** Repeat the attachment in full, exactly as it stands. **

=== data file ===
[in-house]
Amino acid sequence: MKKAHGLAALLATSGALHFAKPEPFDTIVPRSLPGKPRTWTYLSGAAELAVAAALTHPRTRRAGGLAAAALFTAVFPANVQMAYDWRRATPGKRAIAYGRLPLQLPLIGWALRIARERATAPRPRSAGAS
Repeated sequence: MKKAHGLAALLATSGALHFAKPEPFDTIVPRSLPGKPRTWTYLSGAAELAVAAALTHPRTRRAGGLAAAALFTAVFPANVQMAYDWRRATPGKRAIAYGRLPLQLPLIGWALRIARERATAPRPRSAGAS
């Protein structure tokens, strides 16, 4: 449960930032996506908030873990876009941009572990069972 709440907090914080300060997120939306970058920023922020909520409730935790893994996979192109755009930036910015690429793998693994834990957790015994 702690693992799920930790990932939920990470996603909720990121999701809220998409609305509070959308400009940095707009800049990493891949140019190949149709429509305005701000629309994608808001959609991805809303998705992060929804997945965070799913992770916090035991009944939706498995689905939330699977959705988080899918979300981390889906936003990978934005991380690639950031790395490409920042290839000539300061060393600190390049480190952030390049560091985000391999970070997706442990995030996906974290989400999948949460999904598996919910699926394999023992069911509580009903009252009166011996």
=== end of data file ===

[in-house]
Amino acid sequence: MKKAHGLAALLATSGALHFAKPEPFDTIVPRSLPGKPRTWTYLSGAAELAVAAALTHPRTRRAGGLAAAALFTAVFPANVQMAYDWRRATPGKRAIAYGRLPLQLPLIGWALRIARERATAPRPRSAGAS
Repeated sequence: MKKAHGLAALLATSGALHFAKPEPFDTIVPRSLPGKPRTWTYLSGAAELAVAAALTHPRTRRAGGLAAAALFTAVFPANVQMAYDWRRATPGKRAIAYGRLPLQLPLIGWALRIARERATAPRPRSAGAS
């Protein structure tokens, strides 16, 4: 449960930032996506908030873990876009941009572990069972 709440907090914080300060997120939306970058920023922020909520409730935790893994996979192109755009930036910015690429793998693994834990957790015994 702690693992799920930790990932939920990470996603909720990121999701809220998409609305509070959308400009940095707009800049990493891949140019190949149709429509305005701000629309994608808001959609991805809303998705992060929804997945965070799913992770916090035991009944939706498995689905939330699977959705988080899918979300981390889906936003990978934005991380690639950031790395490409920042290839000539300061060393600190390049480190952030390049560091985000391999970070997706442990995030996906974290989400999948949460999904598996919910699926394999023992069911509580009903009252009166011996």